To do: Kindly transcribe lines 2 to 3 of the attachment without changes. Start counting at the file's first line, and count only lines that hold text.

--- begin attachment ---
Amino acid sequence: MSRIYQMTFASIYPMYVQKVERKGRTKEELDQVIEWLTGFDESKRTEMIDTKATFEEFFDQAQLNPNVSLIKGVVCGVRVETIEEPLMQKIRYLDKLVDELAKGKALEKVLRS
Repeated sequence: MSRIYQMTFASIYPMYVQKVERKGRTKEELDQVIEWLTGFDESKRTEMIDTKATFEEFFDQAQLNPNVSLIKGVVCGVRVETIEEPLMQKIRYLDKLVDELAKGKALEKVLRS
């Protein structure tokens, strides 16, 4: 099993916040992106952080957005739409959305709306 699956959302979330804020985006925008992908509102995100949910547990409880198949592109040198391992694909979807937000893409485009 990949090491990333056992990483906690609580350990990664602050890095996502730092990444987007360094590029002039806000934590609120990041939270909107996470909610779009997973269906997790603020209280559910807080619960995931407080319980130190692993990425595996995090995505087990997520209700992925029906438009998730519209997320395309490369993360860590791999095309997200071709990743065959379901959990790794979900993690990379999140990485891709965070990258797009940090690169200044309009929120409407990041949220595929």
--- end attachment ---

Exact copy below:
Repeated sequence: MSRIYQMTFASIYPMYVQKVERKGRTKEELDQVIEWLTGFDESKRTEMIDTKATFEEFFDQAQLNPNVSLIKGVVCGVRVETIEEPLMQKIRYLDKLVDELAKGKALEKVLRS
């Protein structure tokens, strides 16, 4: 099993916040992106952080957005739409959305709306 699956959302979330804020985006925008992908509102995100949910547990409880198949592109040198391992694909979807937000893409485009 990949090491990333056992990483906690609580350990990664602050890095996502730092990444987007360094590029002039806000934590609120990041939270909107996470909610779009997973269906997790603020209280559910807080619960995931407080319980130190692993990425595996995090995505087990997520209700992925029906438009998730519209997320395309490369993360860590791999095309997200071709990743065959379901959990790794979900993690990379999140990485891709965070990258797009940090690169200044309009929120409407990041949220595929």